12. 12. ‘S’ Curves IB/ESS Author-Guru • This is the type of graph that is almost always seen in nature. • As the energy resources become more scarce the population size levels off at the carrying capacity (K). 5/11/2013 • The graph we have just been looking at is an example of an ‘S’ curve. 12
  13. 13. Author-Guru IB/ESS 5/11/2013 ‘J’ Curves 13
  14. 14. • If the resources of the new habitat were endless then the population would continue to increase at this rate. IB/ESS • This type of growth produces a J shaped growth curve. Author-Guru • Just as in the ‘S’ curve example, a population establishing themselves in a new area will undergo rapid exponential growth. 5/11/2013 ‘J’ Curves 14
  15. 15. • Can you think of any examples where ‘J’ curve population growth would be extremely desirable. IB/ESS • Initially exponential growth will occur but eventually the increase in numbers will not be supported by the environment. Author-Guru • This type of population growth is rarely seen in nature. 5/11/2013 ‘J’ Curves 15
  16. 16. • It is very natural to ask the linked questions - does humanity have a carrying capacity and, if so, what is it - and when will we reach or overshoot this IB/ESS • Furthermore, experience with other species tells us that, ultimately, resource limitations and/or habitat degradation will force the human population curves to approach an upper limit - the carrying capacity, often symbolized as " K" by ecologists. Author-Guru • ‘As we have seen, the human population growth curve is currently following an exponential curve or a "J-shape”. Common sense tells us that such growth cannot continue otherwise within a few hundred years every square foot of the Earth's surface would be taken up by a human. 5/11/2013 Is there a Carrying Capacity for Homo sapiens? 16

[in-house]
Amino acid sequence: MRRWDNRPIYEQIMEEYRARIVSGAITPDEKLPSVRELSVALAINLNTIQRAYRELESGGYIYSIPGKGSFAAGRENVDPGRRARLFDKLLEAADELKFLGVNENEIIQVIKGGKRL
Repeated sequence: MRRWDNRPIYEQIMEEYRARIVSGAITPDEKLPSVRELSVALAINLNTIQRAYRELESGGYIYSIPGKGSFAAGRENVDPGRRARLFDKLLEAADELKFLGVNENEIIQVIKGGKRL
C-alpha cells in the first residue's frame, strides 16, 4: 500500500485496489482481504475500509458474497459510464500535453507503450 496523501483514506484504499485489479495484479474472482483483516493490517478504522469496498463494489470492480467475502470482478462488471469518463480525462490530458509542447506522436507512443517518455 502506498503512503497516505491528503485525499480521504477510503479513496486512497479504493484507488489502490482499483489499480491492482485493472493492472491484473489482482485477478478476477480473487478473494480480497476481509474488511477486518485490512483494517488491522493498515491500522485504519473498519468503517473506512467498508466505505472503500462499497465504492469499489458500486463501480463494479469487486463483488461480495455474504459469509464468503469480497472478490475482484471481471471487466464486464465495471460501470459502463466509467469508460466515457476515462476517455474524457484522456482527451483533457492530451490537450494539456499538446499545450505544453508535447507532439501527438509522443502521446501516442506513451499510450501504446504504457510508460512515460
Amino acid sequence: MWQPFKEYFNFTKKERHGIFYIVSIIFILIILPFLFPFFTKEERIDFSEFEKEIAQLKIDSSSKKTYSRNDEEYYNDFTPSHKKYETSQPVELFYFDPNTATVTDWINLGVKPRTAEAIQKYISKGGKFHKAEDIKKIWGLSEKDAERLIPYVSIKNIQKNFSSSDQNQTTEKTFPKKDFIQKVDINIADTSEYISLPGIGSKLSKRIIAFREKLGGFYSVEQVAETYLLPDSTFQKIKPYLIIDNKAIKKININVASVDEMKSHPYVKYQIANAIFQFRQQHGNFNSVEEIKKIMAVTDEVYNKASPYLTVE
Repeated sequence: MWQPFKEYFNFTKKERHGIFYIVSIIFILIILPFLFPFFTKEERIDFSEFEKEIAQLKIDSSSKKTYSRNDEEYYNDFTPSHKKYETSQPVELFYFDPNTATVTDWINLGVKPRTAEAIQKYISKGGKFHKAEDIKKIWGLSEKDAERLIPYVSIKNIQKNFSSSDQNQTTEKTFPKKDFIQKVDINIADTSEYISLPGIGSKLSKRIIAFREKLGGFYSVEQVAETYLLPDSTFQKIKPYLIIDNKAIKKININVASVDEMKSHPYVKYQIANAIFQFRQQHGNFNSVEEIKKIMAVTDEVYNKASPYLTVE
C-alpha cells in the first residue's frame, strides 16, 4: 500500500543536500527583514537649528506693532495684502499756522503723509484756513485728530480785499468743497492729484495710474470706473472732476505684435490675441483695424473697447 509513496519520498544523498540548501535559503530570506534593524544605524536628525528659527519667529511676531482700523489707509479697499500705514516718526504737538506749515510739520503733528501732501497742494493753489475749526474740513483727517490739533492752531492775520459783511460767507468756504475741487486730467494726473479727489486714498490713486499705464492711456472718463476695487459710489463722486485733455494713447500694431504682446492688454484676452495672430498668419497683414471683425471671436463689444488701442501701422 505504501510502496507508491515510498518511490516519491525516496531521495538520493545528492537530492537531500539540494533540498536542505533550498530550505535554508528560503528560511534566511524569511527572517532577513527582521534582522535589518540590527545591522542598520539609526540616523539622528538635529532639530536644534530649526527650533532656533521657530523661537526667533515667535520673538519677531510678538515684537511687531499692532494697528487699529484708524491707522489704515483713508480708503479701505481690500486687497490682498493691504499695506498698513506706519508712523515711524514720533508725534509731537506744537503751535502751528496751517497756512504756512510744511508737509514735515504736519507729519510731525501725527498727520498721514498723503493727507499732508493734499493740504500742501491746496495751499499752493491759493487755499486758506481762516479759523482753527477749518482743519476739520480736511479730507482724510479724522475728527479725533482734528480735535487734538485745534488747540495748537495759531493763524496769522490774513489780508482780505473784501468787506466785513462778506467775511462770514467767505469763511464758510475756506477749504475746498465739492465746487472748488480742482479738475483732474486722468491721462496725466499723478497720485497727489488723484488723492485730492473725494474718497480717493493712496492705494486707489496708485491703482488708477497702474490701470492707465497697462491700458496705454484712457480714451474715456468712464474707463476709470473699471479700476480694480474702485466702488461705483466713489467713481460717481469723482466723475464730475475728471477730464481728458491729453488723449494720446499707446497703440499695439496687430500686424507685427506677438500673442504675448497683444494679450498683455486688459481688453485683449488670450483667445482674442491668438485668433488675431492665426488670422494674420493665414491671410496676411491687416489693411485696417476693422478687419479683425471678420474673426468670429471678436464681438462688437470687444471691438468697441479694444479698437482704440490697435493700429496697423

17. 17. Activity IB/ESS Author-Guru 2.6.3 – Describe the role of density-dependent and densityindependent factors, and internal and external factors, in the regulation of populations. 5/11/2013 • Complete the activity – The new zoos 17
  18. 18. • These factors exert their effect irrespective of the size of the population when the catastrophe struck. IB/ESS Author-Guru • The following factors are classed as densityindependent factors: • Drought • Freezes • Hurricanes • Floods • Forest Fires 5/11/2013 Density Independent Factors 18
  19. 19. The drought ended in 1978, but even with ample food once again available the finch population recovered only slowly. IB/ESS The decline (from 1400 to 200 individuals) occurred because of a severe drought that reduced the quantity of seeds on which this species feeds. Author-Guru This graph shows the decline in the population of one of Darwin's finches (Geospiza fortis) on Daphne Major, a tiny (100-acre) member of the Galapagos Islands. 5/11/2013 Density Independent Factors 19
  20. 20. • Many rodent populations (e.g., lemmings in the Arctic) also go through such boom-and-bust cycles. IB/ESS • Read the information about the gypsy moth. Author-Guru • Intraspecific Competition competition between members of the same species. 5/11/2013 Density Dependant Factors 20
  21. 21. • This occurs when two species share overlapping ecological niches, they may be forced into competition for the resource(s) of that niche. IB/ESS • This can include food, nesting sites, sunlight. Author-Guru • Interspecific Competition – this is competition between different species for different resources. 5/11/2013 Density Dependant Factors 21
  22. 22. Specifications Author-Guru IB/ESS 5/11/2013 • 2.6.4 – Describe the principles associated with survivorship curves including K- and r -strategists. 22